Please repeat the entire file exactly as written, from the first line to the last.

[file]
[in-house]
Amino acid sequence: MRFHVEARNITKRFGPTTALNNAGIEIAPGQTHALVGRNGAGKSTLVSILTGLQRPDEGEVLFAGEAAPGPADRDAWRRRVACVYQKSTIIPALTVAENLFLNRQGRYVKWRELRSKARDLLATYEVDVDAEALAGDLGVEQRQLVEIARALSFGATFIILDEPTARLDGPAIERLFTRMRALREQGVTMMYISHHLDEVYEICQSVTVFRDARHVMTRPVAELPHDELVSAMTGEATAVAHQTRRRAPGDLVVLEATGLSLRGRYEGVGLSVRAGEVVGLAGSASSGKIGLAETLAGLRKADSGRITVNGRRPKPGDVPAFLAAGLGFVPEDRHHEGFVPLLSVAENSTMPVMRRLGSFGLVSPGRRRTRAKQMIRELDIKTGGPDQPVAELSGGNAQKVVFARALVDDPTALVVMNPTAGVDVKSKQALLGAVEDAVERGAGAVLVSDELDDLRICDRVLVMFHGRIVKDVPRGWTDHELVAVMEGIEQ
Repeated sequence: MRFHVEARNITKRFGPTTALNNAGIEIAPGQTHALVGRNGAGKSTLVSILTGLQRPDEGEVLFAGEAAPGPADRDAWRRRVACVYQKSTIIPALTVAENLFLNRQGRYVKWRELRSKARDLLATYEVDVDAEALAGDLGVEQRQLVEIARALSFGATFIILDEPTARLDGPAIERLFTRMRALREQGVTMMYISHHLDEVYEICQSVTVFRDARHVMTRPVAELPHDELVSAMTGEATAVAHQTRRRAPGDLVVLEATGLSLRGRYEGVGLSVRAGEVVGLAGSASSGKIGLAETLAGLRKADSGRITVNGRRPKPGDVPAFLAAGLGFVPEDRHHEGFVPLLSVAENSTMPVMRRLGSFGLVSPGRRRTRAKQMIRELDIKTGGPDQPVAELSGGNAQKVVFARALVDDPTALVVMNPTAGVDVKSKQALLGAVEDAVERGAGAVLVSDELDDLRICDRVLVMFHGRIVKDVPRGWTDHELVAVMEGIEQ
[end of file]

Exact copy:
[in-house]
Amino acid sequence: MRFHVEARNITKRFGPTTALNNAGIEIAPGQTHALVGRNGAGKSTLVSILTGLQRPDEGEVLFAGEAAPGPADRDAWRRRVACVYQKSTIIPALTVAENLFLNRQGRYVKWRELRSKARDLLATYEVDVDAEALAGDLGVEQRQLVEIARALSFGATFIILDEPTARLDGPAIERLFTRMRALREQGVTMMYISHHLDEVYEICQSVTVFRDARHVMTRPVAELPHDELVSAMTGEATAVAHQTRRRAPGDLVVLEATGLSLRGRYEGVGLSVRAGEVVGLAGSASSGKIGLAETLAGLRKADSGRITVNGRRPKPGDVPAFLAAGLGFVPEDRHHEGFVPLLSVAENSTMPVMRRLGSFGLVSPGRRRTRAKQMIRELDIKTGGPDQPVAELSGGNAQKVVFARALVDDPTALVVMNPTAGVDVKSKQALLGAVEDAVERGAGAVLVSDELDDLRICDRVLVMFHGRIVKDVPRGWTDHELVAVMEGIEQ
Repeated sequence: MRFHVEARNITKRFGPTTALNNAGIEIAPGQTHALVGRNGAGKSTLVSILTGLQRPDEGEVLFAGEAAPGPADRDAWRRRVACVYQKSTIIPALTVAENLFLNRQGRYVKWRELRSKARDLLATYEVDVDAEALAGDLGVEQRQLVEIARALSFGATFIILDEPTARLDGPAIERLFTRMRALREQGVTMMYISHHLDEVYEICQSVTVFRDARHVMTRPVAELPHDELVSAMTGEATAVAHQTRRRAPGDLVVLEATGLSLRGRYEGVGLSVRAGEVVGLAGSASSGKIGLAETLAGLRKADSGRITVNGRRPKPGDVPAFLAAGLGFVPEDRHHEGFVPLLSVAENSTMPVMRRLGSFGLVSPGRRRTRAKQMIRELDIKTGGPDQPVAELSGGNAQKVVFARALVDDPTALVVMNPTAGVDVKSKQALLGAVEDAVERGAGAVLVSDELDDLRICDRVLVMFHGRIVKDVPRGWTDHELVAVMEGIEQ